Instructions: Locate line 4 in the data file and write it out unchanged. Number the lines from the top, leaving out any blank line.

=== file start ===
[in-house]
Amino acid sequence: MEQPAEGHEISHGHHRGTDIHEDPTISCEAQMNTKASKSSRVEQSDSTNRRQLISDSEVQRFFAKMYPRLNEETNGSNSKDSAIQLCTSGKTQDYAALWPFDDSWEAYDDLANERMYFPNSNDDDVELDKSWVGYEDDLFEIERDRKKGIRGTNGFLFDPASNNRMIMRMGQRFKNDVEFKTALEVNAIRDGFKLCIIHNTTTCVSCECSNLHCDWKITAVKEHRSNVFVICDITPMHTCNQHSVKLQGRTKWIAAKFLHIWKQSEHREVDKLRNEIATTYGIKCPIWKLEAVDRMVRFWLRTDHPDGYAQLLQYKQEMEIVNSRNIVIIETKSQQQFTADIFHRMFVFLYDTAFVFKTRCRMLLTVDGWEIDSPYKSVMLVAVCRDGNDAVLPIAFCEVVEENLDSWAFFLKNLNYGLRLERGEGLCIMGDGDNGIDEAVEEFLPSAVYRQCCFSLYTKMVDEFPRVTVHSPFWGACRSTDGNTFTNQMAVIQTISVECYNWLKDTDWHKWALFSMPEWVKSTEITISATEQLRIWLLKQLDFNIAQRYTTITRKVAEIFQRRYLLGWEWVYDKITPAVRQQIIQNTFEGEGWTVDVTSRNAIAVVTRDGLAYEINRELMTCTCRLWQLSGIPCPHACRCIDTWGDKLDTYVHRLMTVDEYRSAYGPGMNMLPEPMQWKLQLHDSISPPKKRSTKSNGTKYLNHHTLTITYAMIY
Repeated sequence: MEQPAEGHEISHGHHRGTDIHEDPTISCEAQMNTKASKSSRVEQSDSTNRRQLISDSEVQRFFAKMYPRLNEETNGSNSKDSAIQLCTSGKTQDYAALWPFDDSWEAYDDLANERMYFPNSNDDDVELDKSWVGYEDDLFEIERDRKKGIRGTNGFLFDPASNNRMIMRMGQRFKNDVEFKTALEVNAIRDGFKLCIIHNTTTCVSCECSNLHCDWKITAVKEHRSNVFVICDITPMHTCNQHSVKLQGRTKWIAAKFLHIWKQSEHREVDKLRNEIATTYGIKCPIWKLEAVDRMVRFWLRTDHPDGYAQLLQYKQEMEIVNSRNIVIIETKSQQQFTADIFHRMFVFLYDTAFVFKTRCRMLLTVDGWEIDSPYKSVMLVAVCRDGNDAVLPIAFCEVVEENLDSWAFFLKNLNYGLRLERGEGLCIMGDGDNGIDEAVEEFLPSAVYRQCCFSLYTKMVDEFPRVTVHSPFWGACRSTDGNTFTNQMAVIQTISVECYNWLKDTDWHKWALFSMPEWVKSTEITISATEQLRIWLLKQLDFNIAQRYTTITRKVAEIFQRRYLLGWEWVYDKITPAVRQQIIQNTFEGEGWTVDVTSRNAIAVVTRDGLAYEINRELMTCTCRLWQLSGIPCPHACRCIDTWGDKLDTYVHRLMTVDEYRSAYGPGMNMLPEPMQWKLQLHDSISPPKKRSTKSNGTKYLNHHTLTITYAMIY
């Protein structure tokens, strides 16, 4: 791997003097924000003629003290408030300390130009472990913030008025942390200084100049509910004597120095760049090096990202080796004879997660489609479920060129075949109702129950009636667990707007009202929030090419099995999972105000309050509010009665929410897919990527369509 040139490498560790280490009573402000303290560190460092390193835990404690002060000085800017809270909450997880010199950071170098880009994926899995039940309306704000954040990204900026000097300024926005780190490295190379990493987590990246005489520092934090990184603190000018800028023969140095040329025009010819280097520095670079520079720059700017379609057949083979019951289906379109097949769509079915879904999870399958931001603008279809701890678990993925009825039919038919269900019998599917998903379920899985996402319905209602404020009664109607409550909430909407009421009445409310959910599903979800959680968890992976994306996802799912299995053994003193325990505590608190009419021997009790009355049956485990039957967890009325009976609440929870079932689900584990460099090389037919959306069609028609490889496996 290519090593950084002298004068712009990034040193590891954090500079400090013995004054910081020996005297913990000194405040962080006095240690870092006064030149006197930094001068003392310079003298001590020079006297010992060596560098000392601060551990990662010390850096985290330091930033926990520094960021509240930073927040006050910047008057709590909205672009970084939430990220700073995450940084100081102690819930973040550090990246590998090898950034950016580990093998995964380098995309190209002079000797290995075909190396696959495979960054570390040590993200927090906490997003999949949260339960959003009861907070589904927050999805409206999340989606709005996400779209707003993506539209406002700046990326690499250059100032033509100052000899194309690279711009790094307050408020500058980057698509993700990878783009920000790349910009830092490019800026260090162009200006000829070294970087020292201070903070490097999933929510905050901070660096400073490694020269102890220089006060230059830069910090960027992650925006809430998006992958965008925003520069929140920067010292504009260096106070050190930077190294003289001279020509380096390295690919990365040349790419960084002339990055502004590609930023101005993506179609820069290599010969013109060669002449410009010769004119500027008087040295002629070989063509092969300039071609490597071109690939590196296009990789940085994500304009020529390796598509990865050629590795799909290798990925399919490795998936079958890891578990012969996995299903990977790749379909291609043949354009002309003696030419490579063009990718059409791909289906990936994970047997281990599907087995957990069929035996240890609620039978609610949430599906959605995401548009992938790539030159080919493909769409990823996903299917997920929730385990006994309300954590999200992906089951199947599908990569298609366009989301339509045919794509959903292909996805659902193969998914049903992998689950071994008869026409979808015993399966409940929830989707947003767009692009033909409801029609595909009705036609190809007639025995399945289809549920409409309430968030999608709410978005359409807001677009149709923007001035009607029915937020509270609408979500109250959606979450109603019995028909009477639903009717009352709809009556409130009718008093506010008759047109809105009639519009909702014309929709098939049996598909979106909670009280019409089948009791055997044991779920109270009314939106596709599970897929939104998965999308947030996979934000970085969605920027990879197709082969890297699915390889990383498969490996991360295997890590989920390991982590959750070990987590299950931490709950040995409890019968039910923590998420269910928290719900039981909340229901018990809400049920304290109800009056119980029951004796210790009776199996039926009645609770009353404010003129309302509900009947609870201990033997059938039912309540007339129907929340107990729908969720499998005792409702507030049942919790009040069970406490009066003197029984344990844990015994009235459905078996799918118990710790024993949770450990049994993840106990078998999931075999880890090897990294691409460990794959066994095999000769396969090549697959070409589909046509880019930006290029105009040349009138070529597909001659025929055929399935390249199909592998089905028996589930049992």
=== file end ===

């Protein structure tokens, strides 16, 4: 791997003097924000003629003290408030300390130009472990913030008025942390200084100049509910004597120095760049090096990202080796004879997660489609479920060129075949109702129950009636667990707007009202929030090419099995999972105000309050509010009665929410897919990527369509 040139490498560790280490009573402000303290560190460092390193835990404690002060000085800017809270909450997880010199950071170098880009994926899995039940309306704000954040990204900026000097300024926005780190490295190379990493987590990246005489520092934090990184603190000018800028023969140095040329025009010819280097520095670079520079720059700017379609057949083979019951289906379109097949769509079915879904999870399958931001603008279809701890678990993925009825039919038919269900019998599917998903379920899985996402319905209602404020009664109607409550909430909407009421009445409310959910599903979800959680968890992976994306996802799912299995053994003193325990505590608190009419021997009790009355049956485990039957967890009325009976609440929870079932689900584990460099090389037919959306069609028609490889496996 290519090593950084002298004068712009990034040193590891954090500079400090013995004054910081020996005297913990000194405040962080006095240690870092006064030149006197930094001068003392310079003298001590020079006297010992060596560098000392601060551990990662010390850096985290330091930033926990520094960021509240930073927040006050910047008057709590909205672009970084939430990220700073995450940084100081102690819930973040550090990246590998090898950034950016580990093998995964380098995309190209002079000797290995075909190396696959495979960054570390040590993200927090906490997003999949949260339960959003009861907070589904927050999805409206999340989606709005996400779209707003993506539209406002700046990326690499250059100032033509100052000899194309690279711009790094307050408020500058980057698509993700990878783009920000790349910009830092490019800026260090162009200006000829070294970087020292201070903070490097999933929510905050901070660096400073490694020269102890220089006060230059830069910090960027992650925006809430998006992958965008925003520069929140920067010292504009260096106070050190930077190294003289001279020509380096390295690919990365040349790419960084002339990055502004590609930023101005993506179609820069290599010969013109060669002449410009010769004119500027008087040295002629070989063509092969300039071609490597071109690939590196296009990789940085994500304009020529390796598509990865050629590795799909290798990925399919490795998936079958890891578990012969996995299903990977790749379909291609043949354009002309003696030419490579063009990718059409791909289906990936994970047997281990599907087995957990069929035996240890609620039978609610949430599906959605995401548009992938790539030159080919493909769409990823996903299917997920929730385990006994309300954590999200992906089951199947599908990569298609366009989301339509045919794509959903292909996805659902193969998914049903992998689950071994008869026409979808015993399966409940929830989707947003767009692009033909409801029609595909009705036609190809007639025995399945289809549920409409309430968030999608709410978005359409807001677009149709923007001035009607029915937020509270609408979500109250959606979450109603019995028909009477639903009717009352709809009556409130009718008093506010008759047109809105009639519009909702014309929709098939049996598909979106909670009280019409089948009791055997044991779920109270009314939106596709599970897929939104998965999308947030996979934000970085969605920027990879197709082969890297699915390889990383498969490996991360295997890590989920390991982590959750070990987590299950931490709950040995409890019968039910923590998420269910928290719900039981909340229901018990809400049920304290109800009056119980029951004796210790009776199996039926009645609770009353404010003129309302509900009947609870201990033997059938039912309540007339129907929340107990729908969720499998005792409702507030049942919790009040069970406490009066003197029984344990844990015994009235459905078996799918118990710790024993949770450990049994993840106990078998999931075999880890090897990294691409460990794959066994095999000769396969090549697959070409589909046509880019930006290029105009040349009138070529597909001659025929055929399935390249199909592998089905028996589930049992």